Knowing how much the average monthly car payment serves as a good indicator of whether or not you’re paying too much. The average monthly car payment varies based on several factors. The total amount you’ll owe will depend on the car’s sale price, your down payment, loan agreement, and your credit and income. This article will help gauge how much you should expect to pay, and also provide answers to the following questions:
- Does the condition of a vehicle affect the car payment?
- How long is the average car loan?
- How do car payments vary by income?
What is the average monthly car payment?
In January 2020, LendingTree noted that on average, Americans spend $550 a month for a new car loan, while used cars have an average monthly payment of $393. Individuals with a FICO score ranging from 601 to 780 could expect to pay these kinds of rates. Generally, there’s an inverse correlation between credit score and how high a car payment will be — but Experian found that individuals with credit scores between 601 to 660 had the highest average monthly payment for new vehicles at $578. Below is the table from Experian that compares credit score to average monthly payments.
Other factors that can affect how much the monthly payment will be are:
- Size of the loan: The loan amount is how much you’re liable for paying back. This amount includes the vehicle price plus fees (tax and total interest), minus applicable down payments, and/or trade-in value. Be sure to include other additional warranty, maintenance, GAP coverage, or other add-ons to this amount.
- Length of the loan: The shorter the loan repayment term is, the higher the monthly payment will be. Longer loan terms will result in a lower monthly payment, but keep in mind you’ll pay more in interest over the life of the loan.
- Credit score: Credit scores indicate to lenders how much of a liability you are as a borrower. With a higher credit score, it is more likely you’ll qualify for a lower interest rate that will help bring down your monthly payment. Conversely, a lower credit score can result in higher interest rates and drive up your monthly payment.
- Income: In addition to credit score, lenders will look at your ability to repay the loan when determining your interest rate. Having a low DTI (debt-to-income ratio) — the percentage of your gross monthly income that goes toward debt repayment, the better your chances are of qualifying for a lower auto loan rate and monthly payment.
How many months is the average car loan?
In 2019, the average loan term for a new car was 69 months, and for used vehicles, it was 65 months. According to Autotrader, the most common loan terms are available in 12-month increments, lasting for two to eight years. When converted to a monthly measurement, the common loan terms are 24, 36, 48, 60, 72, 84, and 96 months. On average, car buyers who have a low-tier credit score (300-600) need a minimum of 82 months to pay off their car. Middle-tier credit buyers (601-660) are paying off their vehicles over the span of 75 months, while top-tier credit borrowers (661-850) are making car loan payments over an average of 64 months.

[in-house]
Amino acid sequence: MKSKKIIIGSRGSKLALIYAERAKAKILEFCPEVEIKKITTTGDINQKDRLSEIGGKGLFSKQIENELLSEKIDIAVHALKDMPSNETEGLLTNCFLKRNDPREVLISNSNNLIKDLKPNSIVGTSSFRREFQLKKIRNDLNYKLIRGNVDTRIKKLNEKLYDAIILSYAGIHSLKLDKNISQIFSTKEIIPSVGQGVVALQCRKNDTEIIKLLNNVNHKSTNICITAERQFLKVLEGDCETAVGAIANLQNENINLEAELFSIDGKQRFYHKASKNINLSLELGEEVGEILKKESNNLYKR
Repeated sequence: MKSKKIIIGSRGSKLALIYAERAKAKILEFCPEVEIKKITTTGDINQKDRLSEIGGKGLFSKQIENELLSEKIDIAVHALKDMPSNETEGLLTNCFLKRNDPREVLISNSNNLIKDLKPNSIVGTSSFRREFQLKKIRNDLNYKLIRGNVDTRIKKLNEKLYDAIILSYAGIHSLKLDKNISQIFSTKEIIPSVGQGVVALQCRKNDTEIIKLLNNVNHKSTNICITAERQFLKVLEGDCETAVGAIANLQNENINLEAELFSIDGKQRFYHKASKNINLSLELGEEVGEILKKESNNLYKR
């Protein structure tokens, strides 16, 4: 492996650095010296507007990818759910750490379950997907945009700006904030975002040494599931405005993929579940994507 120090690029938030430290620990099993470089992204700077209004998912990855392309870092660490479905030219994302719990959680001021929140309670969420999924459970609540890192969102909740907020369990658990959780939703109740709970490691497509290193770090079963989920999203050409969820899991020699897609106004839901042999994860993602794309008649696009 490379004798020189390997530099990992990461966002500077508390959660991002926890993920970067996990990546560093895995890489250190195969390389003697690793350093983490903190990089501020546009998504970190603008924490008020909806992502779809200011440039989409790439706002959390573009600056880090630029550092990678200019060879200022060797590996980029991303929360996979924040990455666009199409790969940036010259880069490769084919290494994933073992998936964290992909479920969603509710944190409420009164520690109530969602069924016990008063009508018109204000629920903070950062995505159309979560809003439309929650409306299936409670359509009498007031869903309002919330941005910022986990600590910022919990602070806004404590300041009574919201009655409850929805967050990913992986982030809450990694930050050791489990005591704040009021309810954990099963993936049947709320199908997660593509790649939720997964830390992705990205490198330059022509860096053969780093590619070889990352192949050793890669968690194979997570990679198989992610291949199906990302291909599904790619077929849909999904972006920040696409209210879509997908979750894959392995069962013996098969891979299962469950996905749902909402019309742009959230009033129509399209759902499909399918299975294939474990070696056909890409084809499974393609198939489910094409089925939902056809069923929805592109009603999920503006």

How does the average car payment vary by income?
As a general rule of thumb, it’s a smart financial move to spend less than 10% of your monthly take-home pay on your car payment. Staying below 10% will help keep costs associated (insurance, maintenance, etc) with having a vehicle below 15% to 20% of your income. Also, it will help ensure that you are making financial decisions based on affordability rather than desire.
While monthly car payments are largely based on factors previously mentioned, some of those factors can easily be manipulated so that your car purchase works with your income. Some tips to help you get the right car payment amount for your income are:
- Pick a less expensive car
- Pay a larger down payment
- Contact multiple dealerships to compare car prices
- Extend your loan repayment term
- Decrease your DTI (debt-to-income ratio)
- Lenders like to see that borrowers are able to have more of their monthly take-home pay go towards discretionary income (income available for use at the discretion of the user) rather than to debt repayment. Having a high DTI can hurt your chances of getting a low monthly payment.
- Take time to improve your credit score before applying for an auto loan
Below you will find a pie chart with the categories: Amounts owed, new credit, length of credit history, types of credit used, ad payment history. The chart provides a breakdown of the weight each factor contributes to calculating a FICO score. It is shown that payment history and amounts owed have the greatest impact on your credit score. By keeping your DTI under control and staying on top of your monthly payments, you will be able to maintain a good credit score and get the best rates for an auto loan.
Refinancing with WithClutch
Did you just find out you’re drastically overpaying on your auto loan? Learn more about how you can lower your higher monthly payments using WithClutch! WithClutch can help save you money and time by allowing you to refinance from the comfort of your home in less than 20 seconds. If this is something that appeals to you, follow these simple steps to begin your refinance journey!